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China concerned Vietnam pork is not free of drugs

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Staff Writer | June 29, 2017
It’s all about the safety of pork exports, said Hoang Thanh Van of the Ministry of Agriculture and Rural Development.
Vietnam pork
Meat trade   Hoang Thanh Van:
Mr Van, who heads up the MARD Department of Breeding, said China has concerns that shipments of pork from Vietnam may be tainted and not be free of drugs such as ractopamine.

Ractopamine is a feed additive that promote leanness in pigs raised for their meat that is commonly used by farmers. Chinese officials are also concerned the program in Vietnam that certifies pork sent to China is free of ractopamine or other banned substances is not up to standard.

Chinese authorities banned the use of ractopamine in livestock in 2002, Mr Van noted. They say meat raised with the drug can cause nausea and diarrhoea in people and be life-threatening to sufferers of heart disease.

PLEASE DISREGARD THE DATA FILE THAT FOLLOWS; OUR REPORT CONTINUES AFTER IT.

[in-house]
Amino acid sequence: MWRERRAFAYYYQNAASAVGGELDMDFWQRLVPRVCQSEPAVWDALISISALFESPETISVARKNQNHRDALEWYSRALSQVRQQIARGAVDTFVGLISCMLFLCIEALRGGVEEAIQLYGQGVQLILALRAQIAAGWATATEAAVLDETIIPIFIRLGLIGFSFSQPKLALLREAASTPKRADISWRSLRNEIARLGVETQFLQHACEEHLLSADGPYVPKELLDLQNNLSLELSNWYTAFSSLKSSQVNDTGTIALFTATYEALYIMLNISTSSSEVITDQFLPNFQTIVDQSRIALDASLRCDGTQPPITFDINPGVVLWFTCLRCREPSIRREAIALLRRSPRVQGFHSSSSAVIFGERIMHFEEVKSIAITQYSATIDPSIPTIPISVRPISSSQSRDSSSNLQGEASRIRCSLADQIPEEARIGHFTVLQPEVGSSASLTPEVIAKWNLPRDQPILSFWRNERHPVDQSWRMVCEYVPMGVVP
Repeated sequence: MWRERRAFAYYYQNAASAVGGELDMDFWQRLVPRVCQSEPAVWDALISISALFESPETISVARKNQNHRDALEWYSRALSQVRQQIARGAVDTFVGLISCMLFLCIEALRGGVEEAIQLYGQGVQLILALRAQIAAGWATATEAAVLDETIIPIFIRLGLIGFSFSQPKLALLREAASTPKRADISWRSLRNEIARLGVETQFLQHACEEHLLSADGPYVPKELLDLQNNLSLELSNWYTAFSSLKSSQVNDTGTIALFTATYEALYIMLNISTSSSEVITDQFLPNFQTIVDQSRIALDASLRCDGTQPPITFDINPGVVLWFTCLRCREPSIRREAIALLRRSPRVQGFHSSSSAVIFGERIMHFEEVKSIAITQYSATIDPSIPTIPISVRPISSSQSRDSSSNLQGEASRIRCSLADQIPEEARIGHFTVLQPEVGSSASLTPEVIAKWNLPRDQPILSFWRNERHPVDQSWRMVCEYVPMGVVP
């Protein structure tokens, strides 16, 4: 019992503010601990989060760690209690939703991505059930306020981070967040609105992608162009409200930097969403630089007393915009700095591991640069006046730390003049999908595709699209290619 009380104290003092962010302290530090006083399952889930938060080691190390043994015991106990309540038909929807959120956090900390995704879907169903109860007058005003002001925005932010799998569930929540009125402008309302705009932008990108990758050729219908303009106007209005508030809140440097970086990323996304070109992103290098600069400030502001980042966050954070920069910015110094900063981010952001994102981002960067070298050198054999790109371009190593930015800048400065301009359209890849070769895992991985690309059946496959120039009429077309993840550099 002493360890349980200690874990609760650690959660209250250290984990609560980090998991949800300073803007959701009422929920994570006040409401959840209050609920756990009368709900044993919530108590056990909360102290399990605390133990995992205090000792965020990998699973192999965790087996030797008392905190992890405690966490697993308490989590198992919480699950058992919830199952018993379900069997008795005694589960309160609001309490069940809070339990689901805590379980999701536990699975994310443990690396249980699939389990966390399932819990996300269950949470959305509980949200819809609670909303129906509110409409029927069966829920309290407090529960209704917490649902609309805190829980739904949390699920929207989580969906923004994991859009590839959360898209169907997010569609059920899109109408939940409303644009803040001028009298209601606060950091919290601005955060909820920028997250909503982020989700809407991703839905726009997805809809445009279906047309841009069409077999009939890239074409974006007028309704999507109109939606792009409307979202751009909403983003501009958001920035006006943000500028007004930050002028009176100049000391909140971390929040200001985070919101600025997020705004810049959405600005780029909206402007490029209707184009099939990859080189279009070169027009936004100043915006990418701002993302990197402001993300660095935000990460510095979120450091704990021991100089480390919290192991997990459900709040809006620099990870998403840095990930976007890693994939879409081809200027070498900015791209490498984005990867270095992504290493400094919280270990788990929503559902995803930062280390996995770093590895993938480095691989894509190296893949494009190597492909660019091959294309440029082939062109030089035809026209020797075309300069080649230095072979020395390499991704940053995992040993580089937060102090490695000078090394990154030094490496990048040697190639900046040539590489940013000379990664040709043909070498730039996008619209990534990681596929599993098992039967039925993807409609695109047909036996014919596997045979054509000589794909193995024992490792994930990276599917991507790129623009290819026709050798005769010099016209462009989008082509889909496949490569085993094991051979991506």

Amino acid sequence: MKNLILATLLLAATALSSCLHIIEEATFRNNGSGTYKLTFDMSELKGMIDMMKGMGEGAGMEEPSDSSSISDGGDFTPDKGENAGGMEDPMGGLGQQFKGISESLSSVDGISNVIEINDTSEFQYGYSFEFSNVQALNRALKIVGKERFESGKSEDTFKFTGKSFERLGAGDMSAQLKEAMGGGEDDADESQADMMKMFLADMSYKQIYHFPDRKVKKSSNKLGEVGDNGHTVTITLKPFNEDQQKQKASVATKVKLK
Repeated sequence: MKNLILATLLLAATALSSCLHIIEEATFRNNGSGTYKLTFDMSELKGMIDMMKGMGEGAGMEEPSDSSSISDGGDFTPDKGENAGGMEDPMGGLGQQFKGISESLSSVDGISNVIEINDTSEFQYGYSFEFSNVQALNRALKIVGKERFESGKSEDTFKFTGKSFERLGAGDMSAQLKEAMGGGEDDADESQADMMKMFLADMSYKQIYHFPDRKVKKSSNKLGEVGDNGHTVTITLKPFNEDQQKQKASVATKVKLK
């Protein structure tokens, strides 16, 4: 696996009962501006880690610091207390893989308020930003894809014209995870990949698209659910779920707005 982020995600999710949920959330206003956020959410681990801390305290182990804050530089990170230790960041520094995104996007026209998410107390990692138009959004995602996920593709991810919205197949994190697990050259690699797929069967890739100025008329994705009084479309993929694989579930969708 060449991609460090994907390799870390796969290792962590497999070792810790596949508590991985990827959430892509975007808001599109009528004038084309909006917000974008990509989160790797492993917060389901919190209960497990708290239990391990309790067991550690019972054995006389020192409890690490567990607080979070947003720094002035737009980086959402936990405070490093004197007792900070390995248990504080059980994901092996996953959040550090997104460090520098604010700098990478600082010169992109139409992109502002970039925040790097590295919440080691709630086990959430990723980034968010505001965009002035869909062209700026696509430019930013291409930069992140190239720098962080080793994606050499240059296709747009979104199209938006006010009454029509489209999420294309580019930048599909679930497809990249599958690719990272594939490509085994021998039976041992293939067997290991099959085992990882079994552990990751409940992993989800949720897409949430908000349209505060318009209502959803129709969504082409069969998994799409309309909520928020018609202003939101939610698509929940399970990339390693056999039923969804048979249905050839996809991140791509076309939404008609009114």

The Chinese inspection authority AQSIQ has now notified MARD that it will need to inspect and certify that the Vietnam swine industry meets with the provisions of Chinese Food Safety Law.

Most importantly, the Chinese inspectors will look to see that the Vietnamese industry has systems in place to track pork products from their origin through to its consumption and ensure the proper protocols are in place.